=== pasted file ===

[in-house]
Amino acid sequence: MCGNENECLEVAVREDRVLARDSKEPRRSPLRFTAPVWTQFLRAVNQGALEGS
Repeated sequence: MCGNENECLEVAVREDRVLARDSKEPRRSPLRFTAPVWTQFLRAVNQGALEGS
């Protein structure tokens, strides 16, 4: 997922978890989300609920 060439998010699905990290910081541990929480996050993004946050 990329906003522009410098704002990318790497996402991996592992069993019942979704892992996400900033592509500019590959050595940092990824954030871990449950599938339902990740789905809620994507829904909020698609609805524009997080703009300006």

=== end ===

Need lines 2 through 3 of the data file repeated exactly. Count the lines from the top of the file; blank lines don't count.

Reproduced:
Amino acid sequence: MCGNENECLEVAVREDRVLARDSKEPRRSPLRFTAPVWTQFLRAVNQGALEGS
Repeated sequence: MCGNENECLEVAVREDRVLARDSKEPRRSPLRFTAPVWTQFLRAVNQGALEGS